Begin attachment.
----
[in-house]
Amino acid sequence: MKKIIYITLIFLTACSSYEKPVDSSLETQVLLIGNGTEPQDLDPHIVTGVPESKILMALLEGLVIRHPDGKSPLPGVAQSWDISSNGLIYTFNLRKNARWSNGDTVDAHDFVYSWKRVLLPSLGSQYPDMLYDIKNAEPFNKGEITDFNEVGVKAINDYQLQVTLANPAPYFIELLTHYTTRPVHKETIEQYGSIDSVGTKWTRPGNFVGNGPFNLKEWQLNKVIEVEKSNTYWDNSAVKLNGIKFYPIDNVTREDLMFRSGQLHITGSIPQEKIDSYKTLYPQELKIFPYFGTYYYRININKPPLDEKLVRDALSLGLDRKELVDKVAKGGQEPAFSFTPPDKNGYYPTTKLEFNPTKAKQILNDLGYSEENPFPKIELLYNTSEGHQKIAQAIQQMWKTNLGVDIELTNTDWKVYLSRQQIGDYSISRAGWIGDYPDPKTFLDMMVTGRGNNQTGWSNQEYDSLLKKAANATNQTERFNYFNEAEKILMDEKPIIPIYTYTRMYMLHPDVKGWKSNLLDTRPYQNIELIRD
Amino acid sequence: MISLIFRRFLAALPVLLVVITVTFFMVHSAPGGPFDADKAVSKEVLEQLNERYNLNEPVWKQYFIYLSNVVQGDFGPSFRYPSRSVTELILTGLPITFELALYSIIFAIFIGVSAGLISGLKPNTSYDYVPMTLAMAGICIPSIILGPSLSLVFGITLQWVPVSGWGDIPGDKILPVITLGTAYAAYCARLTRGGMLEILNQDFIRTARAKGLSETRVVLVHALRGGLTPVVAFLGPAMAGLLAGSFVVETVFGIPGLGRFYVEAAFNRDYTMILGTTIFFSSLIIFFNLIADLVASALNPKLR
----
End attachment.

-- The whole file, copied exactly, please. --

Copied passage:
[in-house]
Amino acid sequence: MKKIIYITLIFLTACSSYEKPVDSSLETQVLLIGNGTEPQDLDPHIVTGVPESKILMALLEGLVIRHPDGKSPLPGVAQSWDISSNGLIYTFNLRKNARWSNGDTVDAHDFVYSWKRVLLPSLGSQYPDMLYDIKNAEPFNKGEITDFNEVGVKAINDYQLQVTLANPAPYFIELLTHYTTRPVHKETIEQYGSIDSVGTKWTRPGNFVGNGPFNLKEWQLNKVIEVEKSNTYWDNSAVKLNGIKFYPIDNVTREDLMFRSGQLHITGSIPQEKIDSYKTLYPQELKIFPYFGTYYYRININKPPLDEKLVRDALSLGLDRKELVDKVAKGGQEPAFSFTPPDKNGYYPTTKLEFNPTKAKQILNDLGYSEENPFPKIELLYNTSEGHQKIAQAIQQMWKTNLGVDIELTNTDWKVYLSRQQIGDYSISRAGWIGDYPDPKTFLDMMVTGRGNNQTGWSNQEYDSLLKKAANATNQTERFNYFNEAEKILMDEKPIIPIYTYTRMYMLHPDVKGWKSNLLDTRPYQNIELIRD
Amino acid sequence: MISLIFRRFLAALPVLLVVITVTFFMVHSAPGGPFDADKAVSKEVLEQLNERYNLNEPVWKQYFIYLSNVVQGDFGPSFRYPSRSVTELILTGLPITFELALYSIIFAIFIGVSAGLISGLKPNTSYDYVPMTLAMAGICIPSIILGPSLSLVFGITLQWVPVSGWGDIPGDKILPVITLGTAYAAYCARLTRGGMLEILNQDFIRTARAKGLSETRVVLVHALRGGLTPVVAFLGPAMAGLLAGSFVVETVFGIPGLGRFYVEAAFNRDYTMILGTTIFFSSLIIFFNLIADLVASALNPKLR